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Tom Scanlan > NetworkInfo-Discovery-0.12 > NetworkInfo::Discovery::Register



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NetworkInfo::Discovery::Register - Register of network information


    use NetworkInfo::Discovery::Register;

    # is like doing a $r->autosave(1) and $r->file("/tmp/the.register")
    my $r = new NetworkInfo::Discovery::Register(autosave=>1, file=>"/tmp/the.register");

    $r->read_register();    # restore state from last save

    # ACLs allow us to remember only what we are allowed to
    $r->add_acl("allow", ""); # gets converted to 
    $r->add_acl("deny", "");

    my $interface = { ip    =>  '',
                      mac   =>  'aa:bb:cc:dd:ee:ff',
                      mask  =>  '',    # or 24 (as in prefix notation)
                      dns   =>  '',


    my $subnet  = { ip      =>  '', # this is the network address
                    mask    =>  24, # could also be ''


    my $gateway =   { ip    =>  '',
                      mask  =>  24,
                      mac   =>  'ff:ee:dd:cc:bb:aa',
                      dns   =>  '',


    $r->write_register();    # save state for future restore


NetworkInfo::Discovery::Register is a place to combine all that we have discovered about the network. As more information gets put in, the more corrolation we should see here.

For example, finding the netmask of an interface is not easy to do. If we happen to find a subnet from some source (say RIP, or an ICMP "Address Mask Request"), we may later see that those hosts with no netmask probably fit into the subnet. Once we are sure of this, we can add the netmask to the interfaces, and the interfaces into the subnet. By combining our knowledge in this manner, hopefully we discover more than we would by finding random bits of information.

The register stores information about interfaces, gateways, and subnets. Each is a list of hashes in it's core, and thus has an extensible set of attributes that we can tag onto each object. With that said, the pieces of information that I am using for corrolation is as follows (a * denotes that an attribute is mandatory):

        ip      # * this is the ip address of the interface
        mac     # * this is the ethernet MAC address of the interface
        mask    # the network mask in prefix or dotted-quad format 

        ip      # * an ip address on the subnet
        mask    # * the network mask in prefix or dotted-quad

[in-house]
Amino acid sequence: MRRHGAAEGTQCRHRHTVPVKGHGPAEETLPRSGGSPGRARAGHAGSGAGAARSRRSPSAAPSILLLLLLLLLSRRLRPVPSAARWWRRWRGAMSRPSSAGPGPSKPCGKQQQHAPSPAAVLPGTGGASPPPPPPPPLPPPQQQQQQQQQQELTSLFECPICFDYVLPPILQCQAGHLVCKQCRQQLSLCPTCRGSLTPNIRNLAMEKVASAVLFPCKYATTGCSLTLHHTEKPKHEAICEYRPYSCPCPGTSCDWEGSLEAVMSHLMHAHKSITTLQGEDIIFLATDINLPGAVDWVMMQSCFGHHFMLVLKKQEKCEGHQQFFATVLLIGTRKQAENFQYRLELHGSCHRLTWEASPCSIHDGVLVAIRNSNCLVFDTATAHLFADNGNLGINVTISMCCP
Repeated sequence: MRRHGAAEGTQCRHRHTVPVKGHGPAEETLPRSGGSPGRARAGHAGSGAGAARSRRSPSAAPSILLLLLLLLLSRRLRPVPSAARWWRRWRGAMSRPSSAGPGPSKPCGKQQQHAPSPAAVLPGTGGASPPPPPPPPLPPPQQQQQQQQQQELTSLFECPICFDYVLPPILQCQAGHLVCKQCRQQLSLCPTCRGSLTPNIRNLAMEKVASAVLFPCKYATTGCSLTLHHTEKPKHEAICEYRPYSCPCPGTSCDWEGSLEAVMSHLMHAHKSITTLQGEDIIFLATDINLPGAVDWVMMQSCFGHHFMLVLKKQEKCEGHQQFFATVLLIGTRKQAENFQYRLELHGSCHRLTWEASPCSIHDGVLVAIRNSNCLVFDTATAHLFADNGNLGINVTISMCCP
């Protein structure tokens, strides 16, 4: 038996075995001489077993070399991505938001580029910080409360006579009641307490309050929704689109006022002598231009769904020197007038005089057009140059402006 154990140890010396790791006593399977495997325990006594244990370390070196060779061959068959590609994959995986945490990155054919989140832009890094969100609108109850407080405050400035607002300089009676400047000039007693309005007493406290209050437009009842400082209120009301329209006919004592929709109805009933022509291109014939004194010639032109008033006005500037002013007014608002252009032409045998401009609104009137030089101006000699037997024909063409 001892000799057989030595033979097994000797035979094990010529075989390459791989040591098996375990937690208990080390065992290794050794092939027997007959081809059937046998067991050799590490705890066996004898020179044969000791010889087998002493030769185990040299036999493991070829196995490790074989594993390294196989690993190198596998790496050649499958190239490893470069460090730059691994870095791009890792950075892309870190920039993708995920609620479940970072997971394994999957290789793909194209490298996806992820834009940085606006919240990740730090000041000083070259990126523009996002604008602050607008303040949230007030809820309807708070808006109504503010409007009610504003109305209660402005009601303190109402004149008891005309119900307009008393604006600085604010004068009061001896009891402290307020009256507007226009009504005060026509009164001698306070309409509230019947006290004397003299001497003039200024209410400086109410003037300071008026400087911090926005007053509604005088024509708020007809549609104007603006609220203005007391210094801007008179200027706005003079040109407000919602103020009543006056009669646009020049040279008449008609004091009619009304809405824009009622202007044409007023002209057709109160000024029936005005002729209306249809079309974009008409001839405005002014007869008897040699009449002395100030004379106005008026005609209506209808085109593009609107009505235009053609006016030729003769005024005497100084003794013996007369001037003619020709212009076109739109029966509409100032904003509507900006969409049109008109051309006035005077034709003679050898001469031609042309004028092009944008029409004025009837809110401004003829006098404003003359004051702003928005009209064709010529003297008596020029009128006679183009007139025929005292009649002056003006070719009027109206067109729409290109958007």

ip      # * ip address of the interface that is this gateway

In this module we also provide for persistance using Storable. No one likes forgetting information, right?


add_interface ($interface_hashref)
add_interface_to_subnet ($interface_index, $subnet_index)
delete_interface ($interface_hashref)

This cuts an interface out of the interface list. To keep holes from forming in the list, take the last interface off the list and put it in place of the one we want to delete.

Also, keep track of pointers to subnets and gateways, from subnets and gateways, and interface lookup tables.

The special case is when we are the last interface in the list, and should just cut us out.

add_interface_to_gateway ($interface_index, $gateway_index)
remove_interface_from_gateway ($interface_index, $gateway_index)
remove_interface_from_subnet ($interface_index, $subnet_index)

internal only


internal only.


prints the formated register to STDOUT

read_register ([$filename])

tries to read the register from a file. if $filename is not give., tries to use what was set at creation of this object.

write_register ([$filename])

stores the register in $filename. if $filename is not given, tries to use what was set at creation of this object.

file ([ $filename ])

get/set the file to store data in


get/set auto save. pass this a "1" to turn on, a "0" to turn off. Autosave means that we will try to save the register to our "file" before we exit.

test_acl ($ip_to_test)

$ip_to_test is the ip addresse you want to check against the acl list set using add_acl. it should be in the form "a.b.c.d". we return as soon as we find a matching rule that says allow or deny. we return 1 to accept it, 0 to deny it.

acl_match ($ip_to_test, @against_these)

ip is like the acls are either in CIDR notation "" or a single address returns true if the ip matches the acl. returns false otherwise

add_acl ("(allow|deny)", @acls)

this function sets a list of hosts/networks that we are allowed to discover. note that order matters. the first argument is set to allow or deny. the meaning should be clear. @acls is a list of ip addresses in the form: a.b.c.d/mask # to acl a whole network or a.b.c.d # to acl a host

the following calls will allow us to discover stuff on only the network $d->add_acl("allow", ""); $d->add_acl("deny", "");

the following calls will allow us to discover anything but stuff on network $d->add_acl("deny", ""); $d->add_acl("allow", "");


this function clears the acl list

guess_mask ($ip)

attempt to guess the mask based on the ip. returns the guessed mask

add_event ("string")

add an event to the log


just tries to write_register if we have autosave turned on

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